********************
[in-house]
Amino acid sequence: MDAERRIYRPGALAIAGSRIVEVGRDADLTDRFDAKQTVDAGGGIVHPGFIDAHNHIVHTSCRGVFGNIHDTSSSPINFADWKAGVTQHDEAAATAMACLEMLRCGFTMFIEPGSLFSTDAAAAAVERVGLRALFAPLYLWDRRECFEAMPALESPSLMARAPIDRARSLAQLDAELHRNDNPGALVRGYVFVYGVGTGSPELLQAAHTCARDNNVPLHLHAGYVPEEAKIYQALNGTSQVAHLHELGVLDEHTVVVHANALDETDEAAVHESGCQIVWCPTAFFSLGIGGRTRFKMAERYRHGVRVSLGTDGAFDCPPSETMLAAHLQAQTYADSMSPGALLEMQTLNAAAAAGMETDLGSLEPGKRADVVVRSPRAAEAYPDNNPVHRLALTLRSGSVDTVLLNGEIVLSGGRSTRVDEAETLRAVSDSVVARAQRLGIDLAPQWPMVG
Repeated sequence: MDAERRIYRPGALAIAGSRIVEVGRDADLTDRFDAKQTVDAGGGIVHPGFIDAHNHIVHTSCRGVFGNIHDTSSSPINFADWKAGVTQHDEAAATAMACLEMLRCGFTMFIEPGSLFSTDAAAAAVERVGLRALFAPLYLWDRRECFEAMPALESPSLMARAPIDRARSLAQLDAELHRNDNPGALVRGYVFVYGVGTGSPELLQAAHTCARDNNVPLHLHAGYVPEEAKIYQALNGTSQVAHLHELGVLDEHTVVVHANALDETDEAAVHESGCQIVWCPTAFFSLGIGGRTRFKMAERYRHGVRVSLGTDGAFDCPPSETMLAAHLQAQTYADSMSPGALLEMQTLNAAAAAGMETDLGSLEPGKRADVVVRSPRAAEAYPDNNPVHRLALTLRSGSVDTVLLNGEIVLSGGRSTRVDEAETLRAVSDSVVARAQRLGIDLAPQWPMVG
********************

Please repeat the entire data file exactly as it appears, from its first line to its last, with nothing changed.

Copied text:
[in-house]
Amino acid sequence: MDAERRIYRPGALAIAGSRIVEVGRDADLTDRFDAKQTVDAGGGIVHPGFIDAHNHIVHTSCRGVFGNIHDTSSSPINFADWKAGVTQHDEAAATAMACLEMLRCGFTMFIEPGSLFSTDAAAAAVERVGLRALFAPLYLWDRRECFEAMPALESPSLMARAPIDRARSLAQLDAELHRNDNPGALVRGYVFVYGVGTGSPELLQAAHTCARDNNVPLHLHAGYVPEEAKIYQALNGTSQVAHLHELGVLDEHTVVVHANALDETDEAAVHESGCQIVWCPTAFFSLGIGGRTRFKMAERYRHGVRVSLGTDGAFDCPPSETMLAAHLQAQTYADSMSPGALLEMQTLNAAAAAGMETDLGSLEPGKRADVVVRSPRAAEAYPDNNPVHRLALTLRSGSVDTVLLNGEIVLSGGRSTRVDEAETLRAVSDSVVARAQRLGIDLAPQWPMVG
Repeated sequence: MDAERRIYRPGALAIAGSRIVEVGRDADLTDRFDAKQTVDAGGGIVHPGFIDAHNHIVHTSCRGVFGNIHDTSSSPINFADWKAGVTQHDEAAATAMACLEMLRCGFTMFIEPGSLFSTDAAAAAVERVGLRALFAPLYLWDRRECFEAMPALESPSLMARAPIDRARSLAQLDAELHRNDNPGALVRGYVFVYGVGTGSPELLQAAHTCARDNNVPLHLHAGYVPEEAKIYQALNGTSQVAHLHELGVLDEHTVVVHANALDETDEAAVHESGCQIVWCPTAFFSLGIGGRTRFKMAERYRHGVRVSLGTDGAFDCPPSETMLAAHLQAQTYADSMSPGALLEMQTLNAAAAAGMETDLGSLEPGKRADVVVRSPRAAEAYPDNNPVHRLALTLRSGSVDTVLLNGEIVLSGGRSTRVDEAETLRAVSDSVVARAQRLGIDLAPQWPMVG